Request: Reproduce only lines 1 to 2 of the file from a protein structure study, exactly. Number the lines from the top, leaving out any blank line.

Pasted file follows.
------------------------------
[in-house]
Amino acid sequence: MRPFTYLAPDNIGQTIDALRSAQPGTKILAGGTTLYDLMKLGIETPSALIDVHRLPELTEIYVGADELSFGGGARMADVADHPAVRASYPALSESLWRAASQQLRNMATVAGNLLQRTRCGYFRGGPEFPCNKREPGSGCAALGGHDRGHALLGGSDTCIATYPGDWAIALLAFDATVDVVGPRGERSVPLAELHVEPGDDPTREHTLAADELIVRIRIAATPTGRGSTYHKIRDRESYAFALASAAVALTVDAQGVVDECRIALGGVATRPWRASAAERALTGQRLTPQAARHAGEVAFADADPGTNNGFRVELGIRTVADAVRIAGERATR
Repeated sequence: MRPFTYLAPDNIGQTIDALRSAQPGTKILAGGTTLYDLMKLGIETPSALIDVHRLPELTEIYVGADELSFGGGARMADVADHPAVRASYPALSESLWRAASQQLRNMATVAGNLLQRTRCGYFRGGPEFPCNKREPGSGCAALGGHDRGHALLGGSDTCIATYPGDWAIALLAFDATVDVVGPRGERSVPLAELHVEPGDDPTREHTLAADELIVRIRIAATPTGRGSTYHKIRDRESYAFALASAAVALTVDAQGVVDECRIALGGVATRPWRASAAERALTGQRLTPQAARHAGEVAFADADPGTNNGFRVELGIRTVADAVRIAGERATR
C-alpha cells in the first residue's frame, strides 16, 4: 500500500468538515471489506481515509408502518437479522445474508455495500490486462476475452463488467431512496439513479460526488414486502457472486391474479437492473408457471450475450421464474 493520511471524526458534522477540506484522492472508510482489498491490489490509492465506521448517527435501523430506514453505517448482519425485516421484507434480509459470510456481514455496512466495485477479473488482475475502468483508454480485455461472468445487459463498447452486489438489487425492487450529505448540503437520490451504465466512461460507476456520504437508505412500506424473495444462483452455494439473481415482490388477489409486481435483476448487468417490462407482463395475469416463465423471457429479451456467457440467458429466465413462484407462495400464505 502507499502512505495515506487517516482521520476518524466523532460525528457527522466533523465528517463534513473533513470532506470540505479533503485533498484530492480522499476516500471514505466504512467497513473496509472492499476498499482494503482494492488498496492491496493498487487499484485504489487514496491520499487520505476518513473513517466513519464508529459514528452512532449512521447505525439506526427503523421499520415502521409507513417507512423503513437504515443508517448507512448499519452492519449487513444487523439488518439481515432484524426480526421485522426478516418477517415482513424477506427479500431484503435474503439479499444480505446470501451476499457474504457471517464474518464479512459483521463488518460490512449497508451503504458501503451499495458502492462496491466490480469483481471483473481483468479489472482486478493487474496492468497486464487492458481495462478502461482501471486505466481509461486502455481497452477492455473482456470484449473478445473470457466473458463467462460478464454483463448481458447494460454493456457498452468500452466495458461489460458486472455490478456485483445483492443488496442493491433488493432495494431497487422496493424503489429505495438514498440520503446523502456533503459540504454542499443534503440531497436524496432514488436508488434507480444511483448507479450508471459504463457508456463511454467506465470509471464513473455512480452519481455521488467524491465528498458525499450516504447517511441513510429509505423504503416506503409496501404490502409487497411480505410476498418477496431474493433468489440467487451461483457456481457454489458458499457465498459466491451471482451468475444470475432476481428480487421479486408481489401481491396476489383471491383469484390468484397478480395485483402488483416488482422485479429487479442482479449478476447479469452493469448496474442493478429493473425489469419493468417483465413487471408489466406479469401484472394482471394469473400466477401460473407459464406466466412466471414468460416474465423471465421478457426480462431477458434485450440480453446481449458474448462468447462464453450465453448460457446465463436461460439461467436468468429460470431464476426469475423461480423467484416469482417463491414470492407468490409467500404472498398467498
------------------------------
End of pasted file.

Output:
[in-house]
Amino acid sequence: MRPFTYLAPDNIGQTIDALRSAQPGTKILAGGTTLYDLMKLGIETPSALIDVHRLPELTEIYVGADELSFGGGARMADVADHPAVRASYPALSESLWRAASQQLRNMATVAGNLLQRTRCGYFRGGPEFPCNKREPGSGCAALGGHDRGHALLGGSDTCIATYPGDWAIALLAFDATVDVVGPRGERSVPLAELHVEPGDDPTREHTLAADELIVRIRIAATPTGRGSTYHKIRDRESYAFALASAAVALTVDAQGVVDECRIALGGVATRPWRASAAERALTGQRLTPQAARHAGEVAFADADPGTNNGFRVELGIRTVADAVRIAGERATR